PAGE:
As I slowly strolled away I looked back to him again as I saw the tears continuing to flow. He looked away, down toward the ground, the only area where nobody else could see him, the only place he could hide, knowing that he was alone again.

I wanted to go back. I wanted to run back to him and embrace him with all the love I had. But I didn’t. I kept walking. My head dropped, but I didn’t cry. I didn’t even begin to cry. I thought again of how he must have felt. Maybe I understood. But no. I couldn’t understand. I had been alone, but I still knew that people loved me. I wanted to go back and hug him again. Really hug him. Just grab him and squeeze him till he had no tears left to cry. But I didn’t. We kept walking…and we left…left him all alone.

Is he still thinking of me like I am remembering him? Will he be OK? I wonder if he knows I love him?or does he think someone else was just doing their job?

I can’t close, because the story continues.

He’s still there, and I’m going home.

What did I do?

I walked away…

We returned to our hotel around 1:30pm, ate lunch as a team and rested for the afternoon.

Tonight was our farewell dinner – our American team, Edwige, Blessed, Martin, Abel, Claude and four others from Burkina Faso were all there. Each of the men from BF introduced themselves and then we each shared from our hearts, a few of us crying.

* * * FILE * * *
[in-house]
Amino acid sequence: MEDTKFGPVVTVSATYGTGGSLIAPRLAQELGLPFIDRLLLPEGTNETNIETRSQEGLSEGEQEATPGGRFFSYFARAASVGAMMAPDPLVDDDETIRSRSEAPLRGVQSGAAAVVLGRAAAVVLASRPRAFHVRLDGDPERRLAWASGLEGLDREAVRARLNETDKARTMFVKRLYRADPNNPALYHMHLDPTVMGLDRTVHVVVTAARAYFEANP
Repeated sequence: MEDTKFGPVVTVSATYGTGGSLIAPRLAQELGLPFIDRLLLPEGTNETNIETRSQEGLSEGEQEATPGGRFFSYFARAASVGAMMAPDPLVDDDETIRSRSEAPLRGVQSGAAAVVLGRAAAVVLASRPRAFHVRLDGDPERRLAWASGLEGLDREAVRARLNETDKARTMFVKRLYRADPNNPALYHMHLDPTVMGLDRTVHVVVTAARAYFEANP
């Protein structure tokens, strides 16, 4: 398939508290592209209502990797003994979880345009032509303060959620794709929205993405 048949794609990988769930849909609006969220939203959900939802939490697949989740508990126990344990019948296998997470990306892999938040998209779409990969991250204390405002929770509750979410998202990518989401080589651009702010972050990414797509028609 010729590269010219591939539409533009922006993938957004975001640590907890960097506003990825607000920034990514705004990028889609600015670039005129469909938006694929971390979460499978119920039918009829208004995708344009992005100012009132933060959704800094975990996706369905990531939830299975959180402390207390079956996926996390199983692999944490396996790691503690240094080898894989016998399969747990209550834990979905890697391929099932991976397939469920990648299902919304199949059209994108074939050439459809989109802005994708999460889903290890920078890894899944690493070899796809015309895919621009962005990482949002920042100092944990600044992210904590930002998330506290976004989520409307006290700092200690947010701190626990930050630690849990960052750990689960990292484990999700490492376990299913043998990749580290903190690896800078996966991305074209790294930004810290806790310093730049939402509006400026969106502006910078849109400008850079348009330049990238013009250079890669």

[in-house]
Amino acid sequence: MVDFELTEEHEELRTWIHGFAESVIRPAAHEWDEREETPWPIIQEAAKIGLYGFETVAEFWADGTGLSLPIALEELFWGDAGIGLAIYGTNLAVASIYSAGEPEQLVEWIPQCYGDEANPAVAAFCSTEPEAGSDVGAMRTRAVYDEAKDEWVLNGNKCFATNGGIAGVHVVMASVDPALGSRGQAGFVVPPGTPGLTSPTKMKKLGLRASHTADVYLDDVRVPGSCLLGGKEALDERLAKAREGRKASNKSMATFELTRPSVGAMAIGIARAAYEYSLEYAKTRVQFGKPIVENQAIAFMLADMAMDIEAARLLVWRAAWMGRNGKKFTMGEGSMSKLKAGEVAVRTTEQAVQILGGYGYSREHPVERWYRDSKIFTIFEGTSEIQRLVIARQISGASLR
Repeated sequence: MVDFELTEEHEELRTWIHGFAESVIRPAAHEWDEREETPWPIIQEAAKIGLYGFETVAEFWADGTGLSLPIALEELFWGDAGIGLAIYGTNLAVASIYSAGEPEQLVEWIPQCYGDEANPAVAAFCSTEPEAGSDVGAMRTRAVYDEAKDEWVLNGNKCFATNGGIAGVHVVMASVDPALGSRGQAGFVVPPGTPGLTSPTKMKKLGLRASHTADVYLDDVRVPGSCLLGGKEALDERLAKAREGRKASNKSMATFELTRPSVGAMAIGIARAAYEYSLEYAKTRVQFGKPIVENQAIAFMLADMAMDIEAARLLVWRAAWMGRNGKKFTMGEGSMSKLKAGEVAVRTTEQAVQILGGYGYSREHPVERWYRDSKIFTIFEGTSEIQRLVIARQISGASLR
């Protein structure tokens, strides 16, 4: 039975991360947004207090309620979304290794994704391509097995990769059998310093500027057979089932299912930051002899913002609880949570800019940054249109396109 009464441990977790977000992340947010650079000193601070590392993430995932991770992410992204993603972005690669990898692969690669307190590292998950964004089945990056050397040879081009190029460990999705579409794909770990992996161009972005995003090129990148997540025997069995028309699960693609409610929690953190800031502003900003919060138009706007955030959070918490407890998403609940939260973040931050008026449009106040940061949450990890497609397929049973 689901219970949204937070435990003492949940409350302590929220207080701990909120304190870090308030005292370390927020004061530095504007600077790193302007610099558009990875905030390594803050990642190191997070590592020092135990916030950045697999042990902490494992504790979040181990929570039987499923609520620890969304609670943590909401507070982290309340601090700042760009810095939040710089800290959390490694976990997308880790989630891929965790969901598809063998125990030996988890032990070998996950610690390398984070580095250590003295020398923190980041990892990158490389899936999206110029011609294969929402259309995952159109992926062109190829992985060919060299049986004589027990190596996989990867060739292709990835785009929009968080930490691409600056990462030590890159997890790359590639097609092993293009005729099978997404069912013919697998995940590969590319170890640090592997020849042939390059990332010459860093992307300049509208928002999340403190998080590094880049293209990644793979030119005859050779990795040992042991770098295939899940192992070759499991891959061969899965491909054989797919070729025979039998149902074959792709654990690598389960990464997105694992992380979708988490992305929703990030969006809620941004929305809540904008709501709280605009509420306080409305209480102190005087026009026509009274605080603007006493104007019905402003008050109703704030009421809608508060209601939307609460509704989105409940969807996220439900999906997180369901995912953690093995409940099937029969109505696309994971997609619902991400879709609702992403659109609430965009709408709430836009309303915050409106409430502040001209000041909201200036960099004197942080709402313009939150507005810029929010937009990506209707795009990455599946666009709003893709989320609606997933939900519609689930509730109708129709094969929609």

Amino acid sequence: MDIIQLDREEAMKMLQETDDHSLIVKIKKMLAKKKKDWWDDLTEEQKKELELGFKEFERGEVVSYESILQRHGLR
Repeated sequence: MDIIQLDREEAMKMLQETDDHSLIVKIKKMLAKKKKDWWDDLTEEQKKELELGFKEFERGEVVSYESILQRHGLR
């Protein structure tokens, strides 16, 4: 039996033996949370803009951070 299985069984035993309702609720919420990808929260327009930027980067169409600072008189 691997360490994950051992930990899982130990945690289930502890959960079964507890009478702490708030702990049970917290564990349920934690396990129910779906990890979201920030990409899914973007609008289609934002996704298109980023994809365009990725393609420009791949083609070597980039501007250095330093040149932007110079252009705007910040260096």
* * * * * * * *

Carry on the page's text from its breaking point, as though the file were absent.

Jeff and i conducted the ministry audit with Abel, Claude was interpreting.

We went downstairs to pay for the rooms so we can depart at 5:30am for Kara. I got to bed at midnight. This may make for a long day.

Military Prison & Training Conference – Nov 5, 2013

We ate breakfast outside at the hotel this morning. Breakfast was a piece of bread (small loaf of French Bread) and instant coffee or tea. All of the local pastors met us there.

Before leaving the hotel we all gathered in the lobby and, in a circle, joined hands while Pastor Abel led us in a song of worship and then prayed a blessing on the day. What a great way to start the day. We all reflected several days later about Pastor Abel’s loving heart and his willingness to praise The Lord anywhere, anytime, regardless of where we are or who is around.

The first place we went was to the SIM office in town where Abel introduced us to a man named David from Canada and an Australian who served as the CFO of the office.

We then went to the government offices, climbed 5 flights of stairs, and the officer was not there.

Next we went to the military offices to get clearance to visit the military prison. This didn’t take much time and now we were off to the military prison. A man met us at the parking lot to exchange money for us and we stopped to get water along the way. We had to go to a few different shops before we found water.

We arrived at the military prison and met with the officer in charge. He was a believer and welcomed us warmly. Greg introduced our ministry and our team. I presented him with our gifts and led us in prayer for him and his family.